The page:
THE ROLE OF LIFE STRESS AND SOCIAL SUPPORT IN NALTREXONE VERSUS METHADONE TREATMENT FOR OPIATE ADDICTION
The relationship of behavioral measures of treatment outcome to life stress and social support was investigated for two opiate addiction treatment modalities: methadone maintenance and abstinence treatment, the latter using the opiate-receptor blockade naltrexone. Subjects were 30 consecutive methadone admissions and 30 consecutive naltrexone admissions to an out-patient treatment and research facility for opiate addiction. The pretreatment instruments used were the following: Hassles Scale (frequency and severity), Perceived Social Support: Friends, and Perceived Social Support: Family. Outcome measures were three types of urine screens for drug abuse, number of required clinic appointments kept, and number of days retained in treatment.^ It was predicted that naltrexone patients would report lower levels of life stress and higher levels of social support from family and friends than would methodone patients. This prediction was not confirmed. Both groups had equivalent ratings on the stress measures and the social support measures.^ It was hypothesized that for the naltrexone group, life stress and social support would be more strongly related to each of the five outcome measures (three urine screens for drug abuse, appointments kept and days in treatment) than for the methadone group. These predictions were only partially confirmed.^ First, while for each treatment group separately, stress showed some significant relationships with outcome measures of drug abuse, contrary to prediction, there were no significant differences between the groups in the magnitude of correlations.^ Second, only the naltrexone group showed a significant and negative relationship between stress and days in treatment, and between stress and appointments kept, so that, as predicted, there were significant differences between the two groups in the size of correlations.^ Third, while for each group separately, there was a relationship between family support and total drug abuse, contrary to prediction, there were no differences between the two groups' correlations. Further, family support was unrelated to days in treatment and appointments kept for both groups.^ Finally, friend support was unrelated to any of the outcome measures for either treatment group. ^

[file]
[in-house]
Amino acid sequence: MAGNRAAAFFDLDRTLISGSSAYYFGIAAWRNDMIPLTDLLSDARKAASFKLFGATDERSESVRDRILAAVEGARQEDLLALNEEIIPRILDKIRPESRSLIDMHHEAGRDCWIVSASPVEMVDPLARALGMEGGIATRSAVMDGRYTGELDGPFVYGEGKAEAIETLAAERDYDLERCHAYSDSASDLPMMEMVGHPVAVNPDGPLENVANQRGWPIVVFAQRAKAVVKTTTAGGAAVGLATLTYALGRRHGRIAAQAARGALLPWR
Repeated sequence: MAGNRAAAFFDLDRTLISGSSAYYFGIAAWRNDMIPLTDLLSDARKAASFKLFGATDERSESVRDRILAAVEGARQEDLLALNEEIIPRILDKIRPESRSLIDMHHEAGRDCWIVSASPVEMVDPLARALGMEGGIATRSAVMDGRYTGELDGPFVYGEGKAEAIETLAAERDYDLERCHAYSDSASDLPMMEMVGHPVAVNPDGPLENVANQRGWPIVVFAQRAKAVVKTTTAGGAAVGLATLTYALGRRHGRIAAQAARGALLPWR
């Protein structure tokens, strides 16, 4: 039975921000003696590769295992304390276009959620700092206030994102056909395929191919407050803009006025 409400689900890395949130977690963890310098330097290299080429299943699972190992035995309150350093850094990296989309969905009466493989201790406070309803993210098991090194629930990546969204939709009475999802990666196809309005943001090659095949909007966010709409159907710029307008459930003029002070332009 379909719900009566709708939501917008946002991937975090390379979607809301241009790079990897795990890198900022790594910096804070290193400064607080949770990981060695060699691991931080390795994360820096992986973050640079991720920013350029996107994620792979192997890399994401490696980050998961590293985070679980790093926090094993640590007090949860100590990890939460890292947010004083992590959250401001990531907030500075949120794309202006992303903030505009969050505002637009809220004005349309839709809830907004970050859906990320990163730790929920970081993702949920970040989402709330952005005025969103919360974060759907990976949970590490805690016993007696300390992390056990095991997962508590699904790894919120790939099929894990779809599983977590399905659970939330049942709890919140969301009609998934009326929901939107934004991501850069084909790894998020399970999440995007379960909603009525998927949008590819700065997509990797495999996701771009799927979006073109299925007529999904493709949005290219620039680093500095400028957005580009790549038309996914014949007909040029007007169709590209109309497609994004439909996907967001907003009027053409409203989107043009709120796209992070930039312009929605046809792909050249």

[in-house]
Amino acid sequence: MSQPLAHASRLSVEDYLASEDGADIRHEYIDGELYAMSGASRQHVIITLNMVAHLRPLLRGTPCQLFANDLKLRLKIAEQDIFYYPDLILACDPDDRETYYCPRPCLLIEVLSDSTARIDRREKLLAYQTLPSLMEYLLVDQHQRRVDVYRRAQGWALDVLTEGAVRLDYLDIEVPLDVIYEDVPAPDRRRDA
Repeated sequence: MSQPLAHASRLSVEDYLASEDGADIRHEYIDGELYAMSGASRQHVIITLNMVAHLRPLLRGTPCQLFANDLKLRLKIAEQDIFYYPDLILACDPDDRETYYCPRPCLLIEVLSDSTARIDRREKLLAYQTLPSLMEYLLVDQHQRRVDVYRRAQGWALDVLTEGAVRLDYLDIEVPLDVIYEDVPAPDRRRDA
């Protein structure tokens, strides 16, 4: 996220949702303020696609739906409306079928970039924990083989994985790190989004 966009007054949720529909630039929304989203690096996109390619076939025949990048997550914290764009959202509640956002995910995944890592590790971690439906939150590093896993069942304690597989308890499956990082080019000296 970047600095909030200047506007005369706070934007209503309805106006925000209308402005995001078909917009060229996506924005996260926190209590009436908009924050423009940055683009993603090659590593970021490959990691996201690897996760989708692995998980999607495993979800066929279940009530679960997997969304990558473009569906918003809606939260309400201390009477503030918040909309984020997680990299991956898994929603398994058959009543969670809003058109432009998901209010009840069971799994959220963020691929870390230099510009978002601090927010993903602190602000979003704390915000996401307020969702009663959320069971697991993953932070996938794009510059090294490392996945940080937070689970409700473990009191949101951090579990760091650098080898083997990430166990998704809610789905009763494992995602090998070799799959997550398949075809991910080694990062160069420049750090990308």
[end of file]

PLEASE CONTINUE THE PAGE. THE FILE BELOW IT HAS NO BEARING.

GREY, CAROLYN C, "THE ROLE OF LIFE STRESS AND SOCIAL SUPPORT IN NALTREXONE VERSUS METHADONE TREATMENT FOR OPIATE ADDICTION" (1984). ETD Collection for Fordham University. AAI8506330.